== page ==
According to data released by the Colorado Division of Housing, the average rent in Colorado Springs continues to grow at a historically high rates:
The last time the average rent grew at a similar rate was during the dot-com boom at the very end of the 1990s. If we look at the average rent over, time, we find that the general trend has, not surprisingly been upward, but has increased more rapidly over the past five years than was the case during the previous decade:
Looking just at nominal rent levels, however, can be misleading, and if we adjust for inflation using the nationwide CPI, we find that rents actually went down in real terms from 2003 to 2009. While there was some growth from 2009 to 2013, we see that even in inflation-adjusted terms that rent growth has picked up since 2014. Real rents only surpassed the 2001 high in 2014 following a long period of flat rents. Now, however, inflation-adjusted rents have surpassed the old 2001 peak, and have set several new all-time highs in recent quarters:
As one might expect, this year's robust rent growth reflects low vacancy rates. While not setting any records, the vacancy rates for Colorado Springs over the past year have been generally rather low, with the vacancy rate even dipping below five percent twice over the past two years. (A vacancy rate below five percent is generally regarded as "low".) In any case, recent vacancy rates are among the lowest we've seen since the dot-com boom days, and certainly among the lowest we've seen over the past decade.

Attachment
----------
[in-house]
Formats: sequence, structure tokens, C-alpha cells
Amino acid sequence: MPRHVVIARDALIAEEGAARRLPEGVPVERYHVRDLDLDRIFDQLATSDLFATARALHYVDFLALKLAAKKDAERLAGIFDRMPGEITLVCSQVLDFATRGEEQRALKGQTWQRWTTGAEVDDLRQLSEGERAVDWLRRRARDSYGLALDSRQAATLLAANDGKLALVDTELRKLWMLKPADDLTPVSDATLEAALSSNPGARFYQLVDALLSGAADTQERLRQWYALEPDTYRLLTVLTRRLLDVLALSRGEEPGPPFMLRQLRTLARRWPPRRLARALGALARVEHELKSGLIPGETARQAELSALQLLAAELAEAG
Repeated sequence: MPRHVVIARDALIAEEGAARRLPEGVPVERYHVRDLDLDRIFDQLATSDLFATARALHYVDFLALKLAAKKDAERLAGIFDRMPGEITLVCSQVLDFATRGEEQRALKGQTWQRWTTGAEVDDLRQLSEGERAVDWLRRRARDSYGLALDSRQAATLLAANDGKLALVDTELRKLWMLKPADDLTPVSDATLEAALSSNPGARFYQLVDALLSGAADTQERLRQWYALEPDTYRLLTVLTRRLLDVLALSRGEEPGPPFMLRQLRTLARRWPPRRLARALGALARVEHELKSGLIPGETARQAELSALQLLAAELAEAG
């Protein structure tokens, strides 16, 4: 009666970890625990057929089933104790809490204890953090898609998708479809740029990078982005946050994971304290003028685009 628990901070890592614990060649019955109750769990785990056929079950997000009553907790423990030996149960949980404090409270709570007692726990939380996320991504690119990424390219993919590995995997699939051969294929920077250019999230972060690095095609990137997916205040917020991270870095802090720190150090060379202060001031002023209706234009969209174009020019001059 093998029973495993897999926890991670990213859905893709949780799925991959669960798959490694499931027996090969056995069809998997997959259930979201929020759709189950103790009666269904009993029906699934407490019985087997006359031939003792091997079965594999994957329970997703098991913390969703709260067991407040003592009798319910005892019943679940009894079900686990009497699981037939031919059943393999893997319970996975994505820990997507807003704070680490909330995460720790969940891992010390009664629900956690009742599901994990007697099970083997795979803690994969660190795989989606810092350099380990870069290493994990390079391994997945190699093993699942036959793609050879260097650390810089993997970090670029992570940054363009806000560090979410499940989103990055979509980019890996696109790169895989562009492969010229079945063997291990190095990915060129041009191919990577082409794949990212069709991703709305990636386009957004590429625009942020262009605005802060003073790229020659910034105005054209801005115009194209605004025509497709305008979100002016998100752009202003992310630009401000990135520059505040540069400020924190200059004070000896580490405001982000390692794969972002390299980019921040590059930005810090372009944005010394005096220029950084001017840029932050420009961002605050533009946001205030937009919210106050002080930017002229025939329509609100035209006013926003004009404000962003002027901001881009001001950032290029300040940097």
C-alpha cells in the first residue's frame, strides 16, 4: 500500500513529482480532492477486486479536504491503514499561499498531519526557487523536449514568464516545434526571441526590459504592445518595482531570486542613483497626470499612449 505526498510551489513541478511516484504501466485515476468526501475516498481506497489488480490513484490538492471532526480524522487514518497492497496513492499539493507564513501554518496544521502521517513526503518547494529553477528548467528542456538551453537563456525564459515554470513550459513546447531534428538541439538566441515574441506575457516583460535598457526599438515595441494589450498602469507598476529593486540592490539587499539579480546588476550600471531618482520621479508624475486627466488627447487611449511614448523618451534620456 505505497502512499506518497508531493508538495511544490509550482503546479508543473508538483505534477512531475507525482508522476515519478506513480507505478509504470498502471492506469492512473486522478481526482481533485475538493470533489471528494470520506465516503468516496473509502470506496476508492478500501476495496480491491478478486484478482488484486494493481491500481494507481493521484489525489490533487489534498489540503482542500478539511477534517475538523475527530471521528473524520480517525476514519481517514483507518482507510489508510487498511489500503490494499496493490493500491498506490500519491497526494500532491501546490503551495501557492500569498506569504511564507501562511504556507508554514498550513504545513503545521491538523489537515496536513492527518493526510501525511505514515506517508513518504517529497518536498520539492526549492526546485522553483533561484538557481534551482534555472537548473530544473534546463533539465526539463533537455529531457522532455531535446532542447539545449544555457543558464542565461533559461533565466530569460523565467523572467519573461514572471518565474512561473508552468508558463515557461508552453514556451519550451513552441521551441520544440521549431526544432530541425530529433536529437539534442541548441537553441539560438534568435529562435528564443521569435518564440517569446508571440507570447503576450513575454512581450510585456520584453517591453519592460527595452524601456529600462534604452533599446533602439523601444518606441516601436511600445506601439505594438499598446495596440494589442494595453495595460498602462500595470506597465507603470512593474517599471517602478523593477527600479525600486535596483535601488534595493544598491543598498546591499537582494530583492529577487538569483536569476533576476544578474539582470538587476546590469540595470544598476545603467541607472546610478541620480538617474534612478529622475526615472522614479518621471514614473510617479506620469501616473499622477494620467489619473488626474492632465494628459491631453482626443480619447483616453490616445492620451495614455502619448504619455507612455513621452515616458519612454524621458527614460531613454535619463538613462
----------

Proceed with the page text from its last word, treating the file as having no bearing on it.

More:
Finally, we should note that vacancy rates and rents can be significantly affected by seasonal issues, with the fourth quarter often showing the softest markets each year, with the third quarter often showing the strongest markets.
So, it can be helpful to compare vacancy rates to the same quarters in previous years. In the final graph, we see the second quarter of this year compared to previous years. 2016's second quarter vacancy rate was higher than the previous year, but nevertheless remains near a ten-year low.